This article has been transcribed from a copy of the Cardiff Times in the online collection of scanned Welsh newspapers 1804-1919 in the National Library of Wales, with grateful recognition of the free access accorded to all readers. Paragraph breaks have been introduced for easier reading.

This article requires no explanation. The dialect is all from Yorkshire. The line ‘linked dulness long drawn out’ is a misquotation from Milton’s ‘L’Allegro’ (l. 140): ‘lincked sweetnes long drawn out’. In Dickens’s Dombey and Son (1846-48), Joseph Bagstock is a conceited, retired army officer, one of whose characteristics is always to refer to himself in the third person as ‘Josh Bagstock’. Nestor, King of Pylos, was the wise but loquacious adviser to the Greeks during the Trojan War. In the newspaper office, Stickphast Paste was the standard, vegetable-based office paste, and ‘copy’ paper was paper on which ‘copy’ was typed for the press. —David Skilton

The woman’s rights bore.

Y dear sir, I am one of those beings who always find it difficult to stave off the too pressing attentions of ill-advised friends and acquaintances – I have, in fact, sir, many attributes of weak-mindedness in regard to my demeanour in the social sphere in which I mix. Thus it is, perhaps, that l am chosen by certain pastmasters in the art of boredom as the special subject of their verbally penetrative operations. If any man of my intimate acquaintance gets into any sort of a scrape, I am pretty sure to be consulted in the matter, and as my advice is invariably disregarded, my friends usually come out of their difficulties with flying colours. It may be that I am consulted on that account – consulted in fact, because I was never known to work myself out of any scrape of my own without being a severe sufferer. I am the victim, sir, of men who have been badly used by someone or another and who tell me ‘how it all happened.[’]

My wearied ears are assailed (when I take a bit of a stroll as a relaxation from the efforts of literary composition) by men who insist upon telling me the plot of a play they have incubated; if I seek the buffet of a theatre when the play wearies and the plot becomes tortuous and even torturing, I am certain to meet some aspiring amateur novelist (one who has never had any work published, thank goodness) who gives me a full, true, and particular account of the incidents in his latest ‘effort’ (these filings are always ‘efforts’ in the mouths of amateurs) – yea, even up to the last dying speech and confession of the villain. When I am in a hurry to catch a train which is to bear me on important business to some distant town, you may bet odds on it that I meet with a would-be funny man who wants to tell me ‘that awfully good thing, you know, that happened at Capfitt’s the other night.’ He (the funny man) begins. ‘Well, it was in this way, you know,’ and I writhe beneath his eye, for I see that he has me on toast. With a groan of agony do I hear the train whistle and leave the station it is of no use, I must hear the story out, so absurd is my sense of politeness (I am modest, you see, sir) in such matters. And this terrible reiteration and multiplication of stories and complaints to be poured into my ear [are] not indulged in alone by those I am wont to regard as my friends. All sorts of people who have no claim whatever upon my consideration seek my misdirecting aid, and to them I am evidently a veritable Nestor. The charwoman asks me how she is to avoid being ‘done out of her rights,’ the servant girl's sister asks me would I ‘write a bit of paper for her,’ a groom from the neighbouring mews comes and asks me how far it is to Seringapatam, or somewhere or other, as ‘he has a bit of bet on,’ &c.; other people ask me could I ‘mik' a bit o' interest wi' so and so for them’ – I am a perfect martyr, sir, I am indeed.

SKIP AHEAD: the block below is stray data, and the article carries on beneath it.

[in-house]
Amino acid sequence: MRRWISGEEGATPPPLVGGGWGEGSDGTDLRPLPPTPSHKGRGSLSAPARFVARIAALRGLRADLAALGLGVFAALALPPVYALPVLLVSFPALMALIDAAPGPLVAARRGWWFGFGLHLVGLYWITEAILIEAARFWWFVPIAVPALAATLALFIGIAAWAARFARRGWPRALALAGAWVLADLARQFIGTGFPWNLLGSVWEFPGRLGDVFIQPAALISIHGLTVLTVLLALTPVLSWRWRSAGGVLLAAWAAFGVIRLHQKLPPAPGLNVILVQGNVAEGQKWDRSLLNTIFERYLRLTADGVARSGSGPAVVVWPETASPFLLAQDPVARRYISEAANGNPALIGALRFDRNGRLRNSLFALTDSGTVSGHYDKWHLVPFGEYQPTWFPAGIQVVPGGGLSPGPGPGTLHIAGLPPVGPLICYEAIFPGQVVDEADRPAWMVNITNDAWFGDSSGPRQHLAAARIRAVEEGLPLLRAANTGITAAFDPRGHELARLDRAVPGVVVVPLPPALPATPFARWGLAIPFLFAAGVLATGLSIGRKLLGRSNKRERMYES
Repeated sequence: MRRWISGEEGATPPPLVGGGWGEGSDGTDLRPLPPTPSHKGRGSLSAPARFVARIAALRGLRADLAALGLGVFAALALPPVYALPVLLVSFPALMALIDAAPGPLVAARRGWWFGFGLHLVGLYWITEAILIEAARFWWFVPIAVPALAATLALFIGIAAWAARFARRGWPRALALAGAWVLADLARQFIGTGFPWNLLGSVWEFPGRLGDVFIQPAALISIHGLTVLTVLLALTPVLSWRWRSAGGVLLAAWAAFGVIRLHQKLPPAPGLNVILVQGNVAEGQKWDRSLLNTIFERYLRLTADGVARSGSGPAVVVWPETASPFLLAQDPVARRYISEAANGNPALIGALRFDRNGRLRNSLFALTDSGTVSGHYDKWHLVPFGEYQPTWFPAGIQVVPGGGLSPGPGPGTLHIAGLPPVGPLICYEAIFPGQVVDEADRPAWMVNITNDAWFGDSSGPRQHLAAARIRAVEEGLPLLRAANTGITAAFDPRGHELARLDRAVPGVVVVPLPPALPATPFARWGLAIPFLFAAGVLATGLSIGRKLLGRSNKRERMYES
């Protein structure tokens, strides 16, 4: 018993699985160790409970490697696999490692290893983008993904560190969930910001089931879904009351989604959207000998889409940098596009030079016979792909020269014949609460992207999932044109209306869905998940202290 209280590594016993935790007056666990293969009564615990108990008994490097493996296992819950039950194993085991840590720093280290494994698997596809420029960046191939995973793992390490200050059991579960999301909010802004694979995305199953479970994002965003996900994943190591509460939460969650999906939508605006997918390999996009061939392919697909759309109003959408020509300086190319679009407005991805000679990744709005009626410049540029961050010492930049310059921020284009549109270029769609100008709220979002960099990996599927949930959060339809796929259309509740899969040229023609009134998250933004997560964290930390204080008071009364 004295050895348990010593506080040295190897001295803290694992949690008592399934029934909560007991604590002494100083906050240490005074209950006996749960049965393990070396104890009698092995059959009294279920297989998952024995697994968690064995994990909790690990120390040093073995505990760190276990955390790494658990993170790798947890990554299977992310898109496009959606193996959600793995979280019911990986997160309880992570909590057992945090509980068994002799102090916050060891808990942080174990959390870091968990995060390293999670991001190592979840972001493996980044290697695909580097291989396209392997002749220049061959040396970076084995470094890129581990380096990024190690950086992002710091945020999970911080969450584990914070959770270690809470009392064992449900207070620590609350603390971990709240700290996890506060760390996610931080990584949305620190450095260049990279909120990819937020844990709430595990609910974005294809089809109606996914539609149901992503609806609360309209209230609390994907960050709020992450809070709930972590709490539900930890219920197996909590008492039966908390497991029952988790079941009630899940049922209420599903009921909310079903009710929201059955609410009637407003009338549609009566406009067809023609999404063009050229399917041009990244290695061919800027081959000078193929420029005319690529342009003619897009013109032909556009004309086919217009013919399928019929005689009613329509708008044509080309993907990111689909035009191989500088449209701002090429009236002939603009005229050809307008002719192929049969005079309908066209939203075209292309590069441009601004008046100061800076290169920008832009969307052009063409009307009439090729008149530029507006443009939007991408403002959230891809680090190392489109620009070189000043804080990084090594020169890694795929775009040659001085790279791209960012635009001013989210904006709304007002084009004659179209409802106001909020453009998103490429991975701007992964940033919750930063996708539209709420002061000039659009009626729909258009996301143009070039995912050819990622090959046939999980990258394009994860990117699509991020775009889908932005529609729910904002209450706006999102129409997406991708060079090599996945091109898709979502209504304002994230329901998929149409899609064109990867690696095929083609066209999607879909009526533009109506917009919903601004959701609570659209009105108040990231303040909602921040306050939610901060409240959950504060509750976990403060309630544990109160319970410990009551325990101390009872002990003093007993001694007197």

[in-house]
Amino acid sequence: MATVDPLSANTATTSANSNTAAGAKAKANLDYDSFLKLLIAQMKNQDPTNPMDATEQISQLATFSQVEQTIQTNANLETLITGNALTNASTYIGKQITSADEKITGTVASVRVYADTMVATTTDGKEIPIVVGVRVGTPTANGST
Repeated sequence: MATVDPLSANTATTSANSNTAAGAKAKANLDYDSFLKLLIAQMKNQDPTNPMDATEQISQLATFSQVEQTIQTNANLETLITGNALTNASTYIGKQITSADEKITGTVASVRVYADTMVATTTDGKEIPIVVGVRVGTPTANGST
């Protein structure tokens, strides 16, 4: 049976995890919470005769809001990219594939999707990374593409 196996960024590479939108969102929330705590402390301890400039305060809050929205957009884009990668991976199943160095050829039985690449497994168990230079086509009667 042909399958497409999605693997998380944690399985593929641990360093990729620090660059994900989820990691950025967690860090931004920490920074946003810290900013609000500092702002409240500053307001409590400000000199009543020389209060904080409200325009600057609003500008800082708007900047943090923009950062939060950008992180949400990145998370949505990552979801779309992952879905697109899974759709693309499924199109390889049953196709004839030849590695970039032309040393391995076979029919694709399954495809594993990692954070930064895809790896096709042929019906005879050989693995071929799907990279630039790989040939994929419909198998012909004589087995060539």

The bore who has shot more game than any man breathing.

Turn where I will, someone has a ‘bit o' something in my way’ (very much in my way, obstructively considered) to tell me – some musty old chestnut that I had thought buried for ever in an unhallowed grave, and even persons to whom I am first introduced ‘have something awfully good’ to relate to me, and I am obliged to smile in a horribly ghastly fashion as they pour forth their ‘linked dulness long drawn out’ into my maddened hearing. I would match that smile of mine for stereotyped hardness and agony with that of any ballet girl who ever obtained octogenarian honours. Men who have had quarrels with their mothers-in-law want to know what ‘I would do under the circumstances,’ and if by any chance they should follow my counsel, well — they generally regret it, that's all, and regard me as a bitter enemy from that time forth. Men who have received summonses (and, of course, have never done anything to deserve them) women who are determined to have the law on their husbands (‘he's aht drinkin' all t'day with low lived pigs, sir, an' t'childer hesh't a shoe ta ther fooit; all t'neighbours cry sha-a-me on him’) expect me to endorse the sentiment which dictates their action; aspiring tradesmen who think that they can get a good advertisement for nothing have something ‘novel’ to show me, something which will interest a person of my ‘great intelligence’ (‘tha knaws’), and which might be worked into one of those ‘awf'ly good things I put into the papers’ — but I'm rather too old for them, sir; like ‘[“]Joe” Bagstock, the celebrated J.B., sir, Joe B., sir, Joe,’[i] I am ‘devilish sly.’